One Siesta resident, Janet Emanuel, pointed out that a county demolition permit has been sought for the old Fandango Café at 1266 Old Stickney Point Road. (The Sarasota News Leader confirmed that through county permitting records this week.) A limited liability company for which Kompothecras is the principal — Stickney Storage — has owned that property since August 2016, county records show. Through another company — 1260 Inc. — Kompothecras also owns the adjacent parcel at 1260 Stickney Point Road, according to Sarasota County Property Appraiser’s Office records.
If the SKOD amendment would enable Kompothecras to build a hotel, Bispham said, that would be good for Siesta Key.
Commissioner Joseph Neunder agreed, citing public comments by Frederick Piccolo, president and CEO of Sarasota-Bradenton International Airport. One critical element that has hampered the airport in inking agreements with “long-haul carriers,” Piccolo told the commission, has been the lack of diversity among accommodations on Siesta Key, in spite of its No. 1 U.S. beach ranking this year.
“This is a very stringent process,” Commissioner Robert Morris explained of any request for a special exception. “If it’s a bad application, it’s not going to get through,” especially if the structure is designed to be 85 feet high.
“Anybody would have to have a lot of courage to seek a special exception to 85 feet, period,” Bailey told the board. “You’re not going to see Charlie Bailey standing before you, asking for that. I like living and breathing.”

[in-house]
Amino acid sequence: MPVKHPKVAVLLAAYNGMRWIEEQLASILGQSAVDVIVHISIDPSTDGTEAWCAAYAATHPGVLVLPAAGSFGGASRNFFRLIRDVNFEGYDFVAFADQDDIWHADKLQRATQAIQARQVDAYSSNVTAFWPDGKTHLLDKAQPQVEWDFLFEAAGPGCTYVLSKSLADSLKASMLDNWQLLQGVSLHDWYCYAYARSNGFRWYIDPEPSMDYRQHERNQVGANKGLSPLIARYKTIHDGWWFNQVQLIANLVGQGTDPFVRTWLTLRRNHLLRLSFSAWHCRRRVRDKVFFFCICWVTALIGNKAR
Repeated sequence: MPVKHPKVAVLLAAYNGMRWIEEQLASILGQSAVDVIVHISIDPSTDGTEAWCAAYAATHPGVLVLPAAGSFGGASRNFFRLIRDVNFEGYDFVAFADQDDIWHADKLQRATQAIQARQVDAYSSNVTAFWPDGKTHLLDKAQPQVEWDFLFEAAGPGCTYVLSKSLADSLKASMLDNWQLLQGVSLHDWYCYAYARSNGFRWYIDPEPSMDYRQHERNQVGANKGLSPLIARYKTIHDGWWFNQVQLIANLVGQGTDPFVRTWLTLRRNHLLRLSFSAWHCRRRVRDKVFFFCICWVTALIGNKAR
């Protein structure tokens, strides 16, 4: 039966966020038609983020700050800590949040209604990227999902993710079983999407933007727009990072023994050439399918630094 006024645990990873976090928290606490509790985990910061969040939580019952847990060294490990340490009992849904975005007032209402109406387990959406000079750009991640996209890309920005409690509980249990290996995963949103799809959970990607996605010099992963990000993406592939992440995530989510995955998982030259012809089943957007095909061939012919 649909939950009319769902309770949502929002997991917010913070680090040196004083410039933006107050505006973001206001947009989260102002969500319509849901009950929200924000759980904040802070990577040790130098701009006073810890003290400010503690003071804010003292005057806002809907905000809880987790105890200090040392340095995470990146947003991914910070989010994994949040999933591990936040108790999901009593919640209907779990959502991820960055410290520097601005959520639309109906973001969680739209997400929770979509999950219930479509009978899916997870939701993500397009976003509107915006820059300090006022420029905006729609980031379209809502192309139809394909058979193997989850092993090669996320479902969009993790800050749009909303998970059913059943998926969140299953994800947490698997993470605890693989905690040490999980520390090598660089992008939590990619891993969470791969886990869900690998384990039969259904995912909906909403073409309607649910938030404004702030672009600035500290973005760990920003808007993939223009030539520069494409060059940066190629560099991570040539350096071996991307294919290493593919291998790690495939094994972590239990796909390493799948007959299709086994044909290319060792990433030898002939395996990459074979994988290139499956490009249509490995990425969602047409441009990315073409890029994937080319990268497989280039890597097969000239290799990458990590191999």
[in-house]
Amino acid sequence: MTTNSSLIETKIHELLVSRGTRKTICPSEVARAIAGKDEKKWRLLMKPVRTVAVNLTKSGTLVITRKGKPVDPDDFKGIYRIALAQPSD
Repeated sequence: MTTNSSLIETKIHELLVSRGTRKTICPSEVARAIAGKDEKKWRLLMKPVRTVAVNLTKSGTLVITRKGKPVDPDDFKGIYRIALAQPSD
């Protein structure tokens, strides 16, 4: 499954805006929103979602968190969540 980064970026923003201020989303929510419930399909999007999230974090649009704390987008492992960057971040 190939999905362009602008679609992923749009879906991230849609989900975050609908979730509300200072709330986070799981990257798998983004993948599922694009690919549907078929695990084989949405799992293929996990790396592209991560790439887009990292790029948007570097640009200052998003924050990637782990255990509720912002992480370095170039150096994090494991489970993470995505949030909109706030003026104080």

County Zoning Administrator Thompson also noted that a super-majority of the County Commission — four of five members — would have to approve a petition for a special exception for it to be granted.
Getting to Dec. 7
Thompson and Bailey both provided background to the Planning Commission in their remarks during the hearing, which lasted about two hours and 10 minutes.
Bailey explained that he disagreed with Donna Thompson’s determination about the SKOD setback requirements, so he appealed her decision to the county’s Board of Zoning Appeals (BZA) on behalf of Siesta Acquisitions LLC; Kompothecras is the principal of that company, as well.
The BZA ruled 3-2 on June 12 that Thompson was correct.
On July 12, a number of Siesta Key business owners — including Clayton Thompson; Mark Smith of Smith Architects, who also serves as chair of the Siesta Key Chamber of Commerce; and Kompothecras — appeared before the County Commission to seek a county-initiated zoning text amendment to comply with what they argued was the intent of the SKOD: to encourage a pedestrian-friendly atmosphere in Siesta commercial districts by ensuring buildings are close to the sidewalk.